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Doctor insights on: Oldest Living With Hypoplastic Left Heart

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What is hypoplastic left heart syndrome?

What is hypoplastic left heart syndrome?

A congenital defect: Hypoplastic left heart syndrome (hlhs) is a specific type of congenital heart defect that consists of varying degrees of underdevelopment of the left-sided heart structures including the mitral valve, left ventricle, aortic valve, and aortic arch. Hlhs most likely has a genetic cause and occurs early during fetal development, however the genes involved have not yet been entirely elucidated. ...Read more

Dr. John Charpie
34 doctors shared insights

Hypoplastic Left Heart (Definition)

This is a congenital heart defect that is characterized by the underdevelopment of the left side of the babies heart. The left ventricle is atrophic, the aortic and mitral valve are small and so is the ascending aorta and arch. These patients need surgical intervention. This is ...Read more


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What cuases hypoplastic left heart syndrome?

What cuases hypoplastic left heart syndrome?

Multifactorial.: 2-6% recurrence risk with 1-2 prior affected siblings and up to 25% risk with rare familial autosomal recessive forms - both point to genetic underpinnings. The pathological changes center around severe aortic and mitral valve stenoses and hypoplasia/interruption of the aortic arch. ...Read more

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Hypoplastic left heart syndrome, what to do?

Hypoplastic left heart syndrome, what to do?

Major defect: Limited options & generally fatal in 1st month w/o surgery. First must check for associated conditions: genetic, neurological, other conditions might preclude surgical intervention. Even in ideal candidate, options are generally transplant or staged palliation (series of 3 major surgeries in the first few years of life with a lifetime of care and potential procedures). It's a hard road. Good luck. ...Read more

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How is hypoplastic left heart syndrome cured?

How is hypoplastic left heart syndrome cured?

It cannot be cured: Hypoplastic left heart syndrome (hlhs) is a congenital defect that occurs early during fetal development and it cannot be cured; babies are born with it. It is possible to treat hlhs with surgical and/or catheter-based therapies, but the anatomic defects cannot be reversed. There are newer fetal interventions under investigation that may improve the outcomes, but they also are not curative. ...Read more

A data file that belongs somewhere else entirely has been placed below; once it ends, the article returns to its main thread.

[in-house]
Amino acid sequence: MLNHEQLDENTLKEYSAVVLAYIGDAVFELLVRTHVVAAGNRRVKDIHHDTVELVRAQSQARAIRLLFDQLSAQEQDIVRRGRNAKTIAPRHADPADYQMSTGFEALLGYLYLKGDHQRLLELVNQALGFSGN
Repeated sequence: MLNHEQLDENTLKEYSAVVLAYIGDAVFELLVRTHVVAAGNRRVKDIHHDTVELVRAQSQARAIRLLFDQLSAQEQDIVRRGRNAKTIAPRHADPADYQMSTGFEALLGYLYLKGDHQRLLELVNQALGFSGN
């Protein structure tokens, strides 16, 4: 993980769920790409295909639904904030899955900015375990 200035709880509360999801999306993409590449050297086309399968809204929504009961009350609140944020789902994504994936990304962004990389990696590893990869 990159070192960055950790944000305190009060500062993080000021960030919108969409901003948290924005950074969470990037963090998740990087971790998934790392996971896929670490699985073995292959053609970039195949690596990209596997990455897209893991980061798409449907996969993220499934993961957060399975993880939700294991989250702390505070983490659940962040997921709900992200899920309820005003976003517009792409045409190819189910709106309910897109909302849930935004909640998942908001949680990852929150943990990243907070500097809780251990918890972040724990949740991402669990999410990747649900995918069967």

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Can you explain hypoplastic left heart syndrome?

Can you explain hypoplastic left heart syndrome?

Complex heart defect: 2-6% recurrence risk with 1-2 prior affected siblings and up to 25% risk with rare familial autosomal recessive forms - both point to genetic underpinnings for hlhs. The pathological changes center around severe aortic and mitral valve stenoses and hypoplasia/interruption of the aortic arch. ...Read more

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How is hypoplastic left heart syndrome diagnosed?

How is hypoplastic left heart syndrome diagnosed?

Ultrasound + cath: The DX is possible from a cardiac ultrasound & a cardiac cauterization. ...Read more

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What to do about hypoplastic left heart syndrome?

What to do about hypoplastic left heart syndrome?

Major defect: Limited options & generally fatal in 1st month w/o surgery. First must check for associated conditions: genetic, neurological, other conditions might preclude surgical intervention. Even in ideal candidate, options are generally transplant or staged palliation (series of 3 major surgeries in the first few years of life with a lifetime of care and potential procedures). It's a hard road. Good luck. ...Read more

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What are the symptoms of a hypoplastic left heart?

Do not survive: True hypoplastic left heart babies do not survive long enough to have symptoms (other than being cyanotic and very short of breath), they are usually diagnosed very quickly at birth and will have to have life-saving surgery within a few days of birth. ...Read more

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In what way is hypoplastic left heart syndrome treated?

In what way is hypoplastic left heart syndrome treated?

Surgery: Typically, a three surgery strategy is pursued. The first stage (norwood) is in the first few days of life. Stage 2 (glenn) is at 4-6 months, and stage 3 (fontan) is at age 2-4 years. The goals of this strategy are to provide reliable blood flow to the lungs and the body and to normalize the workload on the heart. Best results are in specialized congenital heart centers. ...Read more